When Federal Reserve chairman Janet Yellen said last week that the central bank will be cautious about rate increases this year because inflation remains low and the economy beyond our shores is weak, the financial markets cheered.
Three days later, when the Labor Department said the U.S. economy created 215,000 jobs in March despite the uncertainty overseas, the markets rallied again. Stocks finished the week with a burst of optimism as the three major indexes closed at 2016 highs.
Is their optimism justified? Facts and figures increasingly suggest it is.
The primary reason the unemployment rate edged up from 4.9 percent in February to 5 percent in March is that those who remain unemployed are seeing more jobs become available and are re-entering the market to pursue them.
"Stronger labor force growth helps boost potential growth while keeping inflation pressures at bay," Renaissance Macro's Neil Dutta wrote in a client note, Business Insider reported. "That's exactly the kind of situation the Fed should want right now."
The labor force participation rate, which indicates the share of working-age people employed or looking for work, rose to 63 percent, the highest since March of 2014. As the New York Times pointed out, the rise in the participation rate moderates wage pressures by expanding the labor supply.
"This is an ideal situation for the Fed. The strong pace of job growth is being offset by the increase in entrants into the labor force, which will reduce any concerns about labor market tightness fostering outsized wage inflation," Millan Mulraine, deputy chief economist at TD Securities in New York, told Reuters.
CNBC pointed to one concern among the jobs data.
"Three months in a row temporary help has been very weak, just up 4,000 in March. That's a leading indicator," John Canally, economist and market strategist at LPL Financial, told CNBC.
Temporary help is an early sign that employers anticipate making long-term hires. Canaly told CNBC that there was a surprising decline of more than 55,000 temp workers in January and February combined.
The jobs report also comes amid a slow-growing economy. First-quarter growth is now estimated to have been less than 1 percent.
"Good jobs, rising wages and slow growth. That's a recipe for very weak corporate margins," Joseph LaVorgna, chief U.S. economist at Deutsche Bank, told CNBC.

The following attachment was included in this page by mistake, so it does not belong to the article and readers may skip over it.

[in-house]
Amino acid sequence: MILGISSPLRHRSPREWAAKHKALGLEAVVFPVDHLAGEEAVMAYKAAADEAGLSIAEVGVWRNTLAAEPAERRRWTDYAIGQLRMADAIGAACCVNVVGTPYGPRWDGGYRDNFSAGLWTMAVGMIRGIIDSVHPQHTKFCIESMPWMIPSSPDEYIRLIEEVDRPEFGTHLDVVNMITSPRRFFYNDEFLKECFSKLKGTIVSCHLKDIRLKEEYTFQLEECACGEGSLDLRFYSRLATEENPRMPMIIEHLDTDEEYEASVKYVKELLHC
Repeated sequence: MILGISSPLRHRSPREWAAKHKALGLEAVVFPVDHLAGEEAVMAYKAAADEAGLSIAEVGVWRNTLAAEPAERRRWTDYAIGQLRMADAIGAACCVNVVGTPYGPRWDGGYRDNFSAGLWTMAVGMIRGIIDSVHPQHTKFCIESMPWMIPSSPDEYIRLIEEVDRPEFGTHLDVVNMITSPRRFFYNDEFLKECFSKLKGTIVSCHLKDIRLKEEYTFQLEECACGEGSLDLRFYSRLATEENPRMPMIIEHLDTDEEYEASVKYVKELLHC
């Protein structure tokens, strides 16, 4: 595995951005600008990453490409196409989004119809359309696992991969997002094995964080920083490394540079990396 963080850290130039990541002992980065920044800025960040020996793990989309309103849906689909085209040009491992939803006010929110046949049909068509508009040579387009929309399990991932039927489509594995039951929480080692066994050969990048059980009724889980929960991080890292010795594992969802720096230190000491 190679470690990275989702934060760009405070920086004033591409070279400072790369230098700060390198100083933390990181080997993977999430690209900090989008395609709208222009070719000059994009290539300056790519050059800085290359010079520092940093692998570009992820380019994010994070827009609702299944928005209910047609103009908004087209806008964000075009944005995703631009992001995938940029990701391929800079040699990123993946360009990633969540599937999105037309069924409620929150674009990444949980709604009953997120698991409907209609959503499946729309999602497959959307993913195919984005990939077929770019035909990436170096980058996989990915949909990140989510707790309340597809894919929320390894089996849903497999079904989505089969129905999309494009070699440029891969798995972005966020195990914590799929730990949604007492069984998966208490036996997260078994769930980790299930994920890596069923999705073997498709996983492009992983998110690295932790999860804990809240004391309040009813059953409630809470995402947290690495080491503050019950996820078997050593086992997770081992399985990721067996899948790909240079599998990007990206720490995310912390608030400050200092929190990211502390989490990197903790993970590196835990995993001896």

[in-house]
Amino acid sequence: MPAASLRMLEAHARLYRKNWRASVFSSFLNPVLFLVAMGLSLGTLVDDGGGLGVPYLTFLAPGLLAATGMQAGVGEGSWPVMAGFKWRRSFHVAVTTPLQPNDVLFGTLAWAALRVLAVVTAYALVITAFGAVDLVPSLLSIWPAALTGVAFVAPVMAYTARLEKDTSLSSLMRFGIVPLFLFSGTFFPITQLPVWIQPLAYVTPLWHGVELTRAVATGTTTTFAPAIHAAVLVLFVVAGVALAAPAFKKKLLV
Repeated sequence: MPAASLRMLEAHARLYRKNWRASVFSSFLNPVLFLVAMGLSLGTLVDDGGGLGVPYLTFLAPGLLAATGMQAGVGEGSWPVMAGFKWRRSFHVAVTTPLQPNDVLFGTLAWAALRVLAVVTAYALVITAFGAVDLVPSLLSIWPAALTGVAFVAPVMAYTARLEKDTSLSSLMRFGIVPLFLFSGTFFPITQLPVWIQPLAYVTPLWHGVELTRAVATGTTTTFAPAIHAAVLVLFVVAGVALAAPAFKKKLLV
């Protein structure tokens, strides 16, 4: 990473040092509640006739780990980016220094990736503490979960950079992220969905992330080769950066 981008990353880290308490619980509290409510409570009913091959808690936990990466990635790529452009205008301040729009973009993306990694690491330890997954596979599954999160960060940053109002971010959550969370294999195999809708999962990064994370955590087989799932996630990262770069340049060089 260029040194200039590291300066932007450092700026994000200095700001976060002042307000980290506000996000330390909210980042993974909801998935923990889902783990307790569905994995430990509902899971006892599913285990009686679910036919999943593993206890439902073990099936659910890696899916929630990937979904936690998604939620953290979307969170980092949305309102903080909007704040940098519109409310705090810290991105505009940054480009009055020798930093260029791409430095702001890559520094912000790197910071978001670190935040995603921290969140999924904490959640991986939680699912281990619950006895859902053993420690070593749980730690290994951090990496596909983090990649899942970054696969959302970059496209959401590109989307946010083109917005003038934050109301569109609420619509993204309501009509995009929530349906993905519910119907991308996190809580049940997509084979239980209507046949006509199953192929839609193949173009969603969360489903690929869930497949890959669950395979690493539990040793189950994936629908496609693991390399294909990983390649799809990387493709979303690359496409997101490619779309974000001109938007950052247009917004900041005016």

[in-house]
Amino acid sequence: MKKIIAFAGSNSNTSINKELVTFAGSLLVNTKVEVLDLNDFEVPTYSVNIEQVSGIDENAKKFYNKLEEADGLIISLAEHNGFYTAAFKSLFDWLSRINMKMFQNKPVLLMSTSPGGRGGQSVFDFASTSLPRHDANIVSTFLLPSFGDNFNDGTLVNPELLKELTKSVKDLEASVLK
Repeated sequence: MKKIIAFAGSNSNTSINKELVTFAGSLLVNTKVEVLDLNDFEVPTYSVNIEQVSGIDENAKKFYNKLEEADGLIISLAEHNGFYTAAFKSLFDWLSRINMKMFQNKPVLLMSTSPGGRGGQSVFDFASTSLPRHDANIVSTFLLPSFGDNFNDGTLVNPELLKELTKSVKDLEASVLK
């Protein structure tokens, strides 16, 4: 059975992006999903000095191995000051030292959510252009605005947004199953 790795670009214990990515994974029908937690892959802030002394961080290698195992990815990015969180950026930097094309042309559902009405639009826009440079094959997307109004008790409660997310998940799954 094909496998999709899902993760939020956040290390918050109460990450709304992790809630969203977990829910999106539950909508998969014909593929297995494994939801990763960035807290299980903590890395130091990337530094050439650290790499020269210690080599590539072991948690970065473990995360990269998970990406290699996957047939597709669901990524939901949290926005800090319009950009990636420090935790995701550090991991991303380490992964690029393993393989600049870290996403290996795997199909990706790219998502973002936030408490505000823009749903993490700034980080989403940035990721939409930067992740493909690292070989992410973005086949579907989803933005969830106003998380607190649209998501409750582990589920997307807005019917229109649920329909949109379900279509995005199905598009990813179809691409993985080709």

Two top measures of consumer sentiment suggested that the public is hopeful about the direction of the economy and their own financial prospects.
The Conference Board’s Consumer Confidence Index rebounded in March after falling the previous month as the public’s short-term outlook brightened amid rising stock prices and the improving labor market.
The University of Michigan’s Consumer Sentiment Index fell slightly, to 91, from 91.7 in February, but it has been generally steady for the past three quarters.
"Consumers widely anticipated that gasoline prices will slowly increase in the year ahead, and anticipated that the slower pace of economic growth will more than likely put an end to further declines in the unemployment rate," economist Richard Curtin, who directs the university’s Surveys of Consumers, said in a statement.
"What is surprising is that the expectation of higher prices and higher unemployment has not caused an increase in uncertainty about personal financial prospects. To be sure, the positive outlook for consumer spending is contingent on the view held by most consumers that the jobless rate will be maintained close to its very low current level and that gas prices will increase only modestly above their recent lows."
This week ahead offers few prepared reports. Reuters said the Commerce Department is likely to report today that the trade deficit widened to $46.2 billion from a deficit of $45.7 billion in January.
The Institute for Supply Management is expected to say today that its non-manufacturing index edged up to 54.0 in March from a reading of 53.4 in February.
Commerce Department data on Friday are expected to show a 0.2 percent drop in wholesale inventories in February after a 0.2 percent gain in January.
On Wednesday the Federal Open Market Committee will release the minutes of its March meeting. Economy watchers can look beyond what Yellen has said and see how the rest of the Fed’s rate-setting committee lines up.
In a presidential election year, the nation’s economy and the markets may have more surprises in store.